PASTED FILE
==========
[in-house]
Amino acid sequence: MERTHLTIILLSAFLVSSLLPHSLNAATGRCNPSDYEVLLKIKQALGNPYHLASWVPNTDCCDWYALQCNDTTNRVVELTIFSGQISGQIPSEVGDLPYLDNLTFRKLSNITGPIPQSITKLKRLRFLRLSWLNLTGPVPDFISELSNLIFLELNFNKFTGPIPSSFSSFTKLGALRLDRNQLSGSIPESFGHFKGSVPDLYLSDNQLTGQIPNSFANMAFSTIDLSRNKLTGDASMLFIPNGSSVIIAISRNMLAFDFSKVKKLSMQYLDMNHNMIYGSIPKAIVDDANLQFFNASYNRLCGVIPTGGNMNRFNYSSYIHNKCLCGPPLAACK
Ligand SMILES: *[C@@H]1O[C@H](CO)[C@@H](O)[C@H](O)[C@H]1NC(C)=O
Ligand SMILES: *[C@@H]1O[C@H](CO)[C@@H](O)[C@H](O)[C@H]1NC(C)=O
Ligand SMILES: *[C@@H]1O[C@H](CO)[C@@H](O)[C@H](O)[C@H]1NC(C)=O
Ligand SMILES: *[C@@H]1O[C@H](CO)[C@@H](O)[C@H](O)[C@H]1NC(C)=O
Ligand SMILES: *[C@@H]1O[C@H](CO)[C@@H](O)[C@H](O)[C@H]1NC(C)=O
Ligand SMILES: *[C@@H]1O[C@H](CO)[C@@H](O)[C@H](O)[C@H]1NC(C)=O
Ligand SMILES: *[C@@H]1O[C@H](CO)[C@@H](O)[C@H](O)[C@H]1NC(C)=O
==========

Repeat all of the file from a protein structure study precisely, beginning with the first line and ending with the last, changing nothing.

[in-house]
Amino acid sequence: MERTHLTIILLSAFLVSSLLPHSLNAATGRCNPSDYEVLLKIKQALGNPYHLASWVPNTDCCDWYALQCNDTTNRVVELTIFSGQISGQIPSEVGDLPYLDNLTFRKLSNITGPIPQSITKLKRLRFLRLSWLNLTGPVPDFISELSNLIFLELNFNKFTGPIPSSFSSFTKLGALRLDRNQLSGSIPESFGHFKGSVPDLYLSDNQLTGQIPNSFANMAFSTIDLSRNKLTGDASMLFIPNGSSVIIAISRNMLAFDFSKVKKLSMQYLDMNHNMIYGSIPKAIVDDANLQFFNASYNRLCGVIPTGGNMNRFNYSSYIHNKCLCGPPLAACK
Ligand SMILES: *[C@@H]1O[C@H](CO)[C@@H](O)[C@H](O)[C@H]1NC(C)=O
Ligand SMILES: *[C@@H]1O[C@H](CO)[C@@H](O)[C@H](O)[C@H]1NC(C)=O
Ligand SMILES: *[C@@H]1O[C@H](CO)[C@@H](O)[C@H](O)[C@H]1NC(C)=O
Ligand SMILES: *[C@@H]1O[C@H](CO)[C@@H](O)[C@H](O)[C@H]1NC(C)=O
Ligand SMILES: *[C@@H]1O[C@H](CO)[C@@H](O)[C@H](O)[C@H]1NC(C)=O
Ligand SMILES: *[C@@H]1O[C@H](CO)[C@@H](O)[C@H](O)[C@H]1NC(C)=O
Ligand SMILES: *[C@@H]1O[C@H](CO)[C@@H](O)[C@H](O)[C@H]1NC(C)=O